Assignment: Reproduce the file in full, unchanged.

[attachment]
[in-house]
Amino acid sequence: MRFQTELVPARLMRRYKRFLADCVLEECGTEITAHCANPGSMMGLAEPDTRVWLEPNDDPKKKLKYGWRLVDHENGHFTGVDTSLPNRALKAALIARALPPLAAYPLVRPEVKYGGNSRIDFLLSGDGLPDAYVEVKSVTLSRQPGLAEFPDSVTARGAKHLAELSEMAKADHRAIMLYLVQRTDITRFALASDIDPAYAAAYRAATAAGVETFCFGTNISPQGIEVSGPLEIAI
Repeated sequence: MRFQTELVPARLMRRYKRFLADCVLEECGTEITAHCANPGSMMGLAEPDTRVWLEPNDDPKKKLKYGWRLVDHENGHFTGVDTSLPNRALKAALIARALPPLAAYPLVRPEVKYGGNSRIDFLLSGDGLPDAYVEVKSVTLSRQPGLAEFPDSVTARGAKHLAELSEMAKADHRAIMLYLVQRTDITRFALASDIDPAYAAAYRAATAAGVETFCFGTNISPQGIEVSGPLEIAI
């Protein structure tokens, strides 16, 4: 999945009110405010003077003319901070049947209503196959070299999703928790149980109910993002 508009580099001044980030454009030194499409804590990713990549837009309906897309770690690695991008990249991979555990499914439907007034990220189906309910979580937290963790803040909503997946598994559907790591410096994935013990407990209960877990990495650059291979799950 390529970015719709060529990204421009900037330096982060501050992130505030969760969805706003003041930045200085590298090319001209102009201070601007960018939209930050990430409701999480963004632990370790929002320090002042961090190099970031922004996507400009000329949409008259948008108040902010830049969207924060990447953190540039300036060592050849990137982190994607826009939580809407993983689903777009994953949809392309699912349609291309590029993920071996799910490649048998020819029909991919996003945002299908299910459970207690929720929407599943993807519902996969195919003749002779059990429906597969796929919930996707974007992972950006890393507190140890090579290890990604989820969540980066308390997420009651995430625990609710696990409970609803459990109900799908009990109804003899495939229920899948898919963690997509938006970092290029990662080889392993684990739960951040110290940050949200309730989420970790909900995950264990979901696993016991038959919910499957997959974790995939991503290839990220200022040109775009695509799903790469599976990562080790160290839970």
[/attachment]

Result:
[in-house]
Amino acid sequence: MRFQTELVPARLMRRYKRFLADCVLEECGTEITAHCANPGSMMGLAEPDTRVWLEPNDDPKKKLKYGWRLVDHENGHFTGVDTSLPNRALKAALIARALPPLAAYPLVRPEVKYGGNSRIDFLLSGDGLPDAYVEVKSVTLSRQPGLAEFPDSVTARGAKHLAELSEMAKADHRAIMLYLVQRTDITRFALASDIDPAYAAAYRAATAAGVETFCFGTNISPQGIEVSGPLEIAI
Repeated sequence: MRFQTELVPARLMRRYKRFLADCVLEECGTEITAHCANPGSMMGLAEPDTRVWLEPNDDPKKKLKYGWRLVDHENGHFTGVDTSLPNRALKAALIARALPPLAAYPLVRPEVKYGGNSRIDFLLSGDGLPDAYVEVKSVTLSRQPGLAEFPDSVTARGAKHLAELSEMAKADHRAIMLYLVQRTDITRFALASDIDPAYAAAYRAATAAGVETFCFGTNISPQGIEVSGPLEIAI
């Protein structure tokens, strides 16, 4: 999945009110405010003077003319901070049947209503196959070299999703928790149980109910993002 508009580099001044980030454009030194499409804590990713990549837009309906897309770690690695991008990249991979555990499914439907007034990220189906309910979580937290963790803040909503997946598994559907790591410096994935013990407990209960877990990495650059291979799950 390529970015719709060529990204421009900037330096982060501050992130505030969760969805706003003041930045200085590298090319001209102009201070601007960018939209930050990430409701999480963004632990370790929002320090002042961090190099970031922004996507400009000329949409008259948008108040902010830049969207924060990447953190540039300036060592050849990137982190994607826009939580809407993983689903777009994953949809392309699912349609291309590029993920071996799910490649048998020819029909991919996003945002299908299910459970207690929720929407599943993807519902996969195919003749002779059990429906597969796929919930996707974007992972950006890393507190140890090579290890990604989820969540980066308390997420009651995430625990609710696990409970609803459990109900799908009990109804003899495939229920899948898919963690997509938006970092290029990662080889392993684990739960951040110290940050949200309730989420970790909900995950264990979901696993016991038959919910499957997959974790995939991503290839990220200022040109775009695509799903790469599976990562080790160290839970």